Ripping off the pretty wrapping paper to find several small cubes wrapped in cellophane and ribbons, smelling strongly of flowers, or the telltale squishy cardboard cylinder of talcum powder – these were the gifts we would often receive when I was very young. Who can remember the slowly dissolving bath cube with the hot tap pouring over it as the bath filled up? Having a bath was a treat so this was something we looked forward to as showers used less water. I hated showers though as the slimy nylon curtain would cling to my legs. Back to the bath cube. Maybe the water would become slightly cloudy and the fragrance would permeate the steamy room. Sitting in the bath it would feel slightly gritty, but I wouldn’t complain as this was such a highlight to our bath time.
And then the liberal application of talcum powder which would spread to the bathroom floor or wherever you chose to shake it over yourself. And that was it. I smelt nice and would put on my pyjamas and get ready for bed, still smelling the fragrance of flowers as I snuggled up to read a book and hug my teddy bear.
But bath cubes and talcum powder are rarely seen these days. Bath cubes have been superseded by bath bombs which are usually balls infused with flower petals and a strong fragrance. I’m not much of a fan as they smell so strong and I’d guess most are imitating the smell of flowers with the use of chemicals. And talcum powder. Johnson and Johnson’s baby powder was found to be contributing to Ovarian cancer in women. Also, the rise of the use of deodorants and body moisturisers has made them less popular. Consumers want to know what they are putting on their bodies. Is it toxic or not? We’ve become a nation of label readers.
But remembering the bathroom cabinet of my childhood. There was not much in there. We can all probably remember the comforting smell of Vicks Vaporub. Probably Calamine lotion and some Savlon. The vile ‘Lane’s Emulsion’ which mum would spoon into our reluctant mouths most mornings. Dad had his ‘Old Spice’ and Brylcream. Mum had her Yardly ‘April Violets’ perfume and Cyclax makeup. My big sisters had mysterious makeup bags which I was forbidden to touch. The oldest sister had cake mascara in a little box which she would use to enhance her lashes. Also, eyeliner carefully painted on. Both had their own fragrance. Catching a whiff of any of these smells takes me back to my childhood. Dad freshly shaved and smelling of ‘Old Spice’ his hair slick with Brylcreem.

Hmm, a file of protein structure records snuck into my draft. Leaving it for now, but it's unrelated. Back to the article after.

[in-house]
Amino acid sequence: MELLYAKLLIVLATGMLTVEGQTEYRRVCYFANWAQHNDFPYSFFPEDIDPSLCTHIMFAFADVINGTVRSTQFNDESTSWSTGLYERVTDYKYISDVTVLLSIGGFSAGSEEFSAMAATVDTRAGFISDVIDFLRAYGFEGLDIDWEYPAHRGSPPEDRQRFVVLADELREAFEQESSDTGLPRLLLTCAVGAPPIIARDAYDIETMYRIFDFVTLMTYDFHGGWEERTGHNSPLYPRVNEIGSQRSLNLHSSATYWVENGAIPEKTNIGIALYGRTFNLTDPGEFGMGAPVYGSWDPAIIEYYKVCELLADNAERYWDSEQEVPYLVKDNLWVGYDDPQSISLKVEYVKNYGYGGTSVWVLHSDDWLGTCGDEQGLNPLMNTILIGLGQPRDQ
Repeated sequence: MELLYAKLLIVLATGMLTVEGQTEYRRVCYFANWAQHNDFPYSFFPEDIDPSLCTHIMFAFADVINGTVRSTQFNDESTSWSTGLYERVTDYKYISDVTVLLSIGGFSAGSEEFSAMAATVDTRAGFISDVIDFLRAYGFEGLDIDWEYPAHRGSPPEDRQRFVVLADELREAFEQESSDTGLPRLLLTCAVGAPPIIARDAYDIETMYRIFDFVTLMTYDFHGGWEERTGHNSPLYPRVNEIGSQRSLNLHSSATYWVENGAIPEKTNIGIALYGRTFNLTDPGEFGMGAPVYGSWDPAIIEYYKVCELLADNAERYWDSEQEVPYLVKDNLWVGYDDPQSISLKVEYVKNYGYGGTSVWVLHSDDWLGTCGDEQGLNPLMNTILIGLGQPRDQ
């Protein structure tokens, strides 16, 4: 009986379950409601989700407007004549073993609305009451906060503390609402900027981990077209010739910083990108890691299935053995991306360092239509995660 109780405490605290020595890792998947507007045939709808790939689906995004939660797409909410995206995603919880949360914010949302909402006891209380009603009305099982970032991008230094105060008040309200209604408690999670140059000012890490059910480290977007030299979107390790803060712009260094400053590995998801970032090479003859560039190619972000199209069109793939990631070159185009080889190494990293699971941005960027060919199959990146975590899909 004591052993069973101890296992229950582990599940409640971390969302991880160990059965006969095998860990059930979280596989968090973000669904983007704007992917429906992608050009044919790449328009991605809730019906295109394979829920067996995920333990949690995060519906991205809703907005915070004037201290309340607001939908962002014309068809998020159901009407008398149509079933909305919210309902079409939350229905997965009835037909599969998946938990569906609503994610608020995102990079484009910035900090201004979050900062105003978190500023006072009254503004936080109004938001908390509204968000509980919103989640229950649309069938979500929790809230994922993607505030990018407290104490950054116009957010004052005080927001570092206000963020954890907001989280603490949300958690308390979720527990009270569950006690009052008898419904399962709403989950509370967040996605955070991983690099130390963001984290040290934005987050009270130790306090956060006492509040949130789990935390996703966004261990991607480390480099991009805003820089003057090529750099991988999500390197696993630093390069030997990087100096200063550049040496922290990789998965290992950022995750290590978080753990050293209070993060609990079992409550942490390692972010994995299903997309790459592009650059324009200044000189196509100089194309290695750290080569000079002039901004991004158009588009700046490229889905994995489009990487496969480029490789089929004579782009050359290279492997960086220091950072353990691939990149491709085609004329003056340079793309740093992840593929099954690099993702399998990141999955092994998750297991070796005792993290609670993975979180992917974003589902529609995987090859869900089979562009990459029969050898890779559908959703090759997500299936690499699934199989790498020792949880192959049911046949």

Mum wafting out the front door leaving a fragrant trail of ‘April Violets’. And if she kissed me I could smell her Cyclax makeup. And the pungent odour of hair spray liberally applied. After she died I would often pause at the chemist to have a nostalgic sniff to remember her.
When we compare the botox, infills, dermabrasion and plastic surgery on offer today, the old days seemed far simpler. I can still remember hugs from my Godmother Aunty Ollie. She would wear a fur coat and smelt very exotic. Mum made hand lotion from Palmolive soap and glycerine. It would be mixed up in the kitchen mixer. It looked like meringue (but didn’t taste like it – I know because I sampled it one day). She would rub it on her cracked heels. Smelling Palmolive soap today takes me right back to that memory.
We even had a nun at school called Sister Pascal. She would give us girls money to go to the chemist to buy her ‘Second Debut’ skin cream. We would have a bit of a surreptitious sniff on the way back to see what it smelt like. I don’t think it was allowed in the convent but she seemed to get away with it – poor old thing.
Today we even have fragrances for our homes. Certain smells can evoke all sorts of reactions. Aromatherapy has become very popular. Citrus smells are uplifting. I myself dab on lavender oil at night to help me sleep, as well as spraying my pillow with lavender spray.
Sometimes there is a certain hint of a fragrance or smell which catapults me back to childhood. We can be such nostalgic creatures and I suppose we have an olfactory memory which can take us back to certain times. What fragrances take you back to your childhood?